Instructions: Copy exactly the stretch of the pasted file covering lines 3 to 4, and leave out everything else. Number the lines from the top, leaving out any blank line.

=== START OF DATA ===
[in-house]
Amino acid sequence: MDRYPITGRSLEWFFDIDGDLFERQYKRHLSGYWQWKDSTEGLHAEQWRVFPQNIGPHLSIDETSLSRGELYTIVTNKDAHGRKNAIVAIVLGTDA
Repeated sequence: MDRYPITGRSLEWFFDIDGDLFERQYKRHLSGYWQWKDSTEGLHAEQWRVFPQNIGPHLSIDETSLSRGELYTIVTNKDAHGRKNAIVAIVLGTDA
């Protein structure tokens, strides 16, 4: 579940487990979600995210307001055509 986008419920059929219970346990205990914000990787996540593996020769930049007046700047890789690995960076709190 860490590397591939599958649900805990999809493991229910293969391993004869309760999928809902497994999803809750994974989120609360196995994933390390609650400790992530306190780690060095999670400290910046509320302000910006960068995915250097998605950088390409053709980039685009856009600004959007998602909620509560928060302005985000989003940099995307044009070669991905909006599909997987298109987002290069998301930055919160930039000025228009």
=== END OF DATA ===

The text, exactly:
Repeated sequence: MDRYPITGRSLEWFFDIDGDLFERQYKRHLSGYWQWKDSTEGLHAEQWRVFPQNIGPHLSIDETSLSRGELYTIVTNKDAHGRKNAIVAIVLGTDA
């Protein structure tokens, strides 16, 4: 579940487990979600995210307001055509 986008419920059929219970346990205990914000990787996540593996020769930049007046700047890789690995960076709190 860490590397591939599958649900805990999809493991229910293969391993004869309760999928809902497994999803809750994974989120609360196995994933390390609650400790992530306190780690060095999670400290910046509320302000910006960068995915250097998605950088390409053709980039685009856009600004959007998602909620509560928060302005985000989003940099995307044009070669991905909006599909997987298109987002290069998301930055919160930039000025228009």